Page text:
Aoleang is the biggest festival of the Konyaks, the “last headhunters” of Nagaland. Women start by foraging for T. Daniellii, a leaf used to wrap food during festivities. After the slaughter, the meat—usually pork—and other items are cooked and wrapped in the leaves and distributed to relatives and friends. “The choice of meat depends on what one can afford and also what is available,” says Shuiching Konyak, an academic based in Dimapur. Nük nge, a speciality dish prepared with sticky rice, is a must. The process involves placing an earthen pot with perforation on top of a vessel that has boiling water. The soaked rice is spread evenly in the pot lined with banana leaves. The steam cooks the rice, which is eaten with aan hoi, a curry prepared with meat and vegetables. The meal may also include aanshi, a dish where pork fats are combined with rice flour and fresh spices in leaf parcels and steamed.

Nyokum, Arunachal Pradesh

For the Nyishi community in Arunachal, Nyokum is a time to display the abundance of the land. The traditional millet seed beer opo kick-starts celebrations. Animal sacrifices are common, practised to please the spirits, says Honiya Dakpe, a travel vlogger based in Itanagar. The tribesmen sacrifice mithun, a bovine species valued by the community. “It is considered to be a sacred animal and its ownership is a sign of the social status of an individual,” she says. The meat, job adin, is usually shared by the village, cooked with fermented bamboo shoots or made into a soupy curry with fresh spices. Some portions are preserved by smoking over the kitchen fire for days.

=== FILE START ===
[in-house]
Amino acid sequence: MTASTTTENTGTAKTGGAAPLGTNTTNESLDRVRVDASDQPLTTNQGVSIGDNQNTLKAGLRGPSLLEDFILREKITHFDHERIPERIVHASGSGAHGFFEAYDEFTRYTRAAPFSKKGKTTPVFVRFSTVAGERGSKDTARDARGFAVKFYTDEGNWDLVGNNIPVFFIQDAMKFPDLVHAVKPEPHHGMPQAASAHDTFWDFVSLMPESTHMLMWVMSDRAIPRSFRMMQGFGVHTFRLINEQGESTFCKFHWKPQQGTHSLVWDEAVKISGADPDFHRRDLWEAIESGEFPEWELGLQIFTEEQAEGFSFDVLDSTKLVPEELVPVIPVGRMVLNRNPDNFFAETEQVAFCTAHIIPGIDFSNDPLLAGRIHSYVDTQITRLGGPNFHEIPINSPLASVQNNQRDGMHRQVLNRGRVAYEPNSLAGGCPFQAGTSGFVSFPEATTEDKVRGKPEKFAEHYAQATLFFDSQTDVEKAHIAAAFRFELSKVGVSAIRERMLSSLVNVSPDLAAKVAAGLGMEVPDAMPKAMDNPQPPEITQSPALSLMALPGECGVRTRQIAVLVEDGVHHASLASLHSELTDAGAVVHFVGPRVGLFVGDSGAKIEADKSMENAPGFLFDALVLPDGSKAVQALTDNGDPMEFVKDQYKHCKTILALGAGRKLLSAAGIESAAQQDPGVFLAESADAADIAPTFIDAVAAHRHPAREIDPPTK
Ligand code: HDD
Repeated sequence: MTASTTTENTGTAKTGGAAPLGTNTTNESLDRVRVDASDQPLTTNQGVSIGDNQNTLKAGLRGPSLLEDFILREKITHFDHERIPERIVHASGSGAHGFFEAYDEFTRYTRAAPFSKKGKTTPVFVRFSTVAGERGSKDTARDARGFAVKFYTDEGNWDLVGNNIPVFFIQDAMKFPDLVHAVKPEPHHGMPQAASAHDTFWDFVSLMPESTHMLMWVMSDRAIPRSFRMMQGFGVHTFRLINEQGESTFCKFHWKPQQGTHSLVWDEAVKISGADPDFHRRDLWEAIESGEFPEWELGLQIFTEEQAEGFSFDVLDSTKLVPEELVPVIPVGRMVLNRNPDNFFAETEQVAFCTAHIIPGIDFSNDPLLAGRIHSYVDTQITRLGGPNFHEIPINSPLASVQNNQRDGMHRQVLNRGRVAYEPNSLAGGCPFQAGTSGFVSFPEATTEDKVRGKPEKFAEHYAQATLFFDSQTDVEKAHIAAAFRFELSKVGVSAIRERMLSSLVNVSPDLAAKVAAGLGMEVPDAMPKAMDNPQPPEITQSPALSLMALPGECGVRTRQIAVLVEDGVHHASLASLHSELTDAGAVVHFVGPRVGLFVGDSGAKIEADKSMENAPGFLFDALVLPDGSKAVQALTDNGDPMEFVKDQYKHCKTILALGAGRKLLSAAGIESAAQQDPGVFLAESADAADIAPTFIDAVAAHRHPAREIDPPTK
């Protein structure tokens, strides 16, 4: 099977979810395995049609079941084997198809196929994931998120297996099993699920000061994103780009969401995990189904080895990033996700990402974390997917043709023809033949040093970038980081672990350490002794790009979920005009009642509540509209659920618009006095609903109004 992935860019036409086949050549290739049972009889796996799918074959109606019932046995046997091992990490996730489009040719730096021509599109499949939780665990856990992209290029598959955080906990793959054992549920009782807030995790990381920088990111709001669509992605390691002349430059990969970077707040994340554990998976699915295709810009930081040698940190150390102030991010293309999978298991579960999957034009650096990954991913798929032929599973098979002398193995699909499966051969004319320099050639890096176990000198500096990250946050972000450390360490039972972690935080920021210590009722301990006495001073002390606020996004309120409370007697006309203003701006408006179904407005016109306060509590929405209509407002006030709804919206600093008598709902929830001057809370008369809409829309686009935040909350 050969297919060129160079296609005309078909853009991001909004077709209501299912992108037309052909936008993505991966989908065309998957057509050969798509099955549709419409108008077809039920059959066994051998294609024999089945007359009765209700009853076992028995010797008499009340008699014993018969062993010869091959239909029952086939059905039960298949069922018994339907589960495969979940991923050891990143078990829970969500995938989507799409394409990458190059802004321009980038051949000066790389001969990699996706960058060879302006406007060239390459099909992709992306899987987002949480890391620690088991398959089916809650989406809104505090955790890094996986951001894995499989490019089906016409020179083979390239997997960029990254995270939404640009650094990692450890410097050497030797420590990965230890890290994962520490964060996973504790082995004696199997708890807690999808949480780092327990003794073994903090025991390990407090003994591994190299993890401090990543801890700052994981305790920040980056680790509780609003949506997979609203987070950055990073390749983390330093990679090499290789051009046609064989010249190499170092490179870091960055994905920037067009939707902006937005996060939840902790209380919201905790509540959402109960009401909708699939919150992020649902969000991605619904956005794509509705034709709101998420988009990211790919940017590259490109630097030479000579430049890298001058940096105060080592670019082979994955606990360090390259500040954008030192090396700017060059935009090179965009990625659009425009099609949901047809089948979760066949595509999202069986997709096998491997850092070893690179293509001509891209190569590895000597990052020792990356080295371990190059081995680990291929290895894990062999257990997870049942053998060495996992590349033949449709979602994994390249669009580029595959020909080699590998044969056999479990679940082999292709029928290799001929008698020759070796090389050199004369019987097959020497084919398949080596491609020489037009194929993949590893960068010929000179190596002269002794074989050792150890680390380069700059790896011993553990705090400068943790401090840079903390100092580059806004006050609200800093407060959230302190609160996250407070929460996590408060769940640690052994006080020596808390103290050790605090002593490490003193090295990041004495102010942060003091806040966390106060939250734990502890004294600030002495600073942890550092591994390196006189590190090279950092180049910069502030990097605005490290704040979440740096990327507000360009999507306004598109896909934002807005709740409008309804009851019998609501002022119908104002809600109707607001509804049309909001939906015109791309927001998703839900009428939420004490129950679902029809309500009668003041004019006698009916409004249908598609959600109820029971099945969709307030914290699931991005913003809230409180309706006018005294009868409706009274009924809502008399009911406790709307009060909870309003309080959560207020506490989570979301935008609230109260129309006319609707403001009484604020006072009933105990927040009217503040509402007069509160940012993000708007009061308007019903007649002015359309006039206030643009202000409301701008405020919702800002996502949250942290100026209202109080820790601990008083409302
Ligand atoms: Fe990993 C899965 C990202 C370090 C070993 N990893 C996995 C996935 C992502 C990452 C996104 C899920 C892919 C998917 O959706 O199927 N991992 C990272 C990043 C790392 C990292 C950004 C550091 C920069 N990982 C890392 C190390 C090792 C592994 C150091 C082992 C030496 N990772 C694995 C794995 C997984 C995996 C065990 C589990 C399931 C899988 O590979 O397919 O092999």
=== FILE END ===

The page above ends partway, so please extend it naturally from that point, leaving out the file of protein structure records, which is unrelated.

Yaoshang, Manipur

Yaoshang, the equivalent of Holi, is celebrated typically by Hindu Meiteis. As Vaishnavites, the community makes food offerings to Radha-Krishna during the five-day celebrations. While the fare is standard, comprising a selection of vegetarian dishes prepared without onion and garlic, community feasting relies heavily on fish, says Pushpita Aheibam, who runs a condiments brand in Pune, Maharashtra. It is also the time to savour the season’s last yongchak, a local variety of bitter beans “much favoured for its strong aroma”. It is a critical ingredient in singju, a piquant salad often relished as an evening snack. Singju has many variations and the one made with ngari, or fermented fish, remains everyone’s favourite, says Aheibam.

Feast from the East is a series that celebrates the culinary heritage of eastern and north-eastern India. Rituparna Roy is a Mumbai-based writer.